TP-Link's new Archer AX11000 router goes after the gaming crowd with a flashy design backed by support for the latest Wi-Fi 6 standard.
Also known as 802.11ax, Wi-Fi 6 promises faster wireless performance than its predecessor, though the caveat is that only a compatible Wi-Fi 6 client will experience any speed boost.
While Wi-Fi 6 routers have been around for about a year, client device are only now making their way into the market in significant numbers. Many of the laptops launched late last year and upcoming smartphones this year, for instance, are compatible with Wi-Fi 6.
TP-Link seems to have modelled the look and feel of its Archer AX11000 router in the vein of PC gaming products. It is drenched in red and black colours, from chassis to app and browser interfaces.
Its exterior has a meshed, well-ventilated design. At the base of the router are four holes to mount it on a wall. Like many high-end routers, it weighs over a kilogram.
Its eight external antennas point up and cannot be adjusted. There are eight Gigabit LAN ports, as well as a WAN port that supports speeds of up to 2.5Gbps. It also has a USB Type-A port and a USB Type-C port that can be used to connect to devices such as an external hard drive or a printer.
TP-Link's Tether mobile app (available for iOS and Android) can be used to set up the router and configure its settings via a smartphone. The app is adequate for simple tasks such as turning on guest Wi-Fi networks and checking the list of connected clients in real time.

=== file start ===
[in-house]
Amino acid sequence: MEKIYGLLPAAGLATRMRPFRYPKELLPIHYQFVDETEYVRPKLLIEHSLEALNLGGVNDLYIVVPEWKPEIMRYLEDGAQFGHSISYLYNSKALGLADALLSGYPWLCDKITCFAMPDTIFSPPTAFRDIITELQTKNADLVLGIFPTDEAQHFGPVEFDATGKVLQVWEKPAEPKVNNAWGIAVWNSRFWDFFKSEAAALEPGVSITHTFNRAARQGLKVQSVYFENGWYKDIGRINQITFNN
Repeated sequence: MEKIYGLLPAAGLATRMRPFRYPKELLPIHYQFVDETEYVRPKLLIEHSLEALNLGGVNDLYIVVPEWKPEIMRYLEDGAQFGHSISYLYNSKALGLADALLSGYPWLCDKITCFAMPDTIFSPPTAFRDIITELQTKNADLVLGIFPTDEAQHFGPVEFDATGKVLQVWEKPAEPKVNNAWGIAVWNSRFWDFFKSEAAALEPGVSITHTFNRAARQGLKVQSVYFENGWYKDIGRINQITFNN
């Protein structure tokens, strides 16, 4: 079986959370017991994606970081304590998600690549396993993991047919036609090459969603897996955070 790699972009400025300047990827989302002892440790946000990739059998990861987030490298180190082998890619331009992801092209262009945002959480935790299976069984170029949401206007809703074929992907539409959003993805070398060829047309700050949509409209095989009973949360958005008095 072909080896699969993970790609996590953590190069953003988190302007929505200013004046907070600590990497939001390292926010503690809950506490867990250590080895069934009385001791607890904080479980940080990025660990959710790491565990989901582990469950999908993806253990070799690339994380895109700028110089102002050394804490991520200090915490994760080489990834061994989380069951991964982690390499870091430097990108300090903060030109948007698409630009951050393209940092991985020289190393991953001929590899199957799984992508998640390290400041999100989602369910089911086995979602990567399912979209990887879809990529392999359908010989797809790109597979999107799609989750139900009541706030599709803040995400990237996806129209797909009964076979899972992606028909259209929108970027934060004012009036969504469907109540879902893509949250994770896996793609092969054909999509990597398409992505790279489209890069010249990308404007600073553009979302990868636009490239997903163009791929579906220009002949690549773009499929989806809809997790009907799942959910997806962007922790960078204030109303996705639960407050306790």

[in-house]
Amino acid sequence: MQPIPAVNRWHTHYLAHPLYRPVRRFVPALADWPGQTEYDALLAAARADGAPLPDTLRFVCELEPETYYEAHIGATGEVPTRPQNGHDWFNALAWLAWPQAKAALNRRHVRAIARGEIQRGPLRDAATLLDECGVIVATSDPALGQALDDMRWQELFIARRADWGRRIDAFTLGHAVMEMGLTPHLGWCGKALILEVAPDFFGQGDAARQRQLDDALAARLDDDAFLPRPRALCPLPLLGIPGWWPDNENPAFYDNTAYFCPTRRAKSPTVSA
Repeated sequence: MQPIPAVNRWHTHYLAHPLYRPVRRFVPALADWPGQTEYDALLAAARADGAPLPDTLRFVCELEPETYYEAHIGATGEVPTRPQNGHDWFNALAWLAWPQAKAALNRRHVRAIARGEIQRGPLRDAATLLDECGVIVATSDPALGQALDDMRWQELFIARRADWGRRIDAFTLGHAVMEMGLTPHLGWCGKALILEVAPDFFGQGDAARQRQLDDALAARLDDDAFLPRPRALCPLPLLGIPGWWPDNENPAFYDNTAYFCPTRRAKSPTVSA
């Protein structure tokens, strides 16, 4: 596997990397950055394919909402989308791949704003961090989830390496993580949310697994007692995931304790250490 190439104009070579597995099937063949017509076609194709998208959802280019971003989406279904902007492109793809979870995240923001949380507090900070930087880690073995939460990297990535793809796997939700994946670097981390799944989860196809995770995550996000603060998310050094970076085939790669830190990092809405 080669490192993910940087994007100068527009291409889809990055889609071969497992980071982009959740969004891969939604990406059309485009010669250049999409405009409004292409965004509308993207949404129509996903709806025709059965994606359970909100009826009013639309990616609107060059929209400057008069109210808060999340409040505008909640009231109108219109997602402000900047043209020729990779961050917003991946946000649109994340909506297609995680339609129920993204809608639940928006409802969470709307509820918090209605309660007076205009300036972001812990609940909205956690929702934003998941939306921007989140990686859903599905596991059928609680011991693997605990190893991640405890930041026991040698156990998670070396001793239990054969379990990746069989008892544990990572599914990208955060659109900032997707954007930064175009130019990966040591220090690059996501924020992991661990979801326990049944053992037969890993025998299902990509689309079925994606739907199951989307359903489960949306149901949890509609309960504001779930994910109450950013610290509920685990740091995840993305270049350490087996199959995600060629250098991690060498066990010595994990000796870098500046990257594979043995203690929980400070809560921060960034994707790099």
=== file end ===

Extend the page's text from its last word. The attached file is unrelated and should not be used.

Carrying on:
But for more advanced settings such as port forwarding and VPN server, you have to log into the router's Web-based interface. For added security, only one user can be logged in to the app or the Web interface at the same time.
The app also lets you access TP-Link's HomeCare suite of networking features that are included with the router. These features, powered by Trend Micro, help to protect users from malware, block and filter Internet access and manage the Quality of Service (QoS) to selected clients. They come with basic options that are understandable to even novices. For instance, you simply choose from one of several presets such as Gaming or Streaming for the QoS feature.
My usual router speed test involves two notebooks - one connected to the router via Ethernet cable while the other is connected wirelessly. I would then measure the download speed between the two laptops.
Since the key metric here is the router's Wi-Fi 6 performance, I substituted my usual laptop, which uses the older Wi-Fi 5 standard (802.11ac) with the HP Elite Dragonfly laptop, which has an Intel Wi-Fi 6 chipset. The HP notebook was placed in the same living room as the router, about 5 metres away from the router.
In my test, the average download speed using Wi-Fi 6 was 830Mbps. This dropped to 602Mbps when tested with a Wi-Fi 5-compatible notebook instead.
In short, compatible clients using a Wi-Fi 6 network will experience a definite increase in wireless speed. And I am not even going into the other benefits of the new wireless technology, such as the ability to support more devices concurrently and lower power consumption for client devices.
However, it must also be noted that the 5GHz wireless bands used by Wi-Fi 6 are similarly affected by obstacles such as thick walls and doors. When I placed the Wi-Fi 6 notebook in a distant bedroom with the door closed, its speed dropped to around 110Mbps, which is similar to that of a laptop using the Wi-Fi 5 standard.
Overall, the Archer AX11000 offers plenty of features and is relatively easy to use. And even if you do not yet have any Wi-Fi 6 client devices, it could be worth a look for the future.
Plenty of LAN and USB ports
Excellent wireless performance, especially with Wi-Fi 6 clients
Mobile app offers ease of use
Ethernet Interface: 2.5Gbps WAN port, 8 x Gigabit LAN ports
Security: 64/128-bit WEP, WPA/WPA2, WPA-PSK/WPA2-PSK
Advanced Firewall Features: NAT and SPI
Value for money: 3.5/5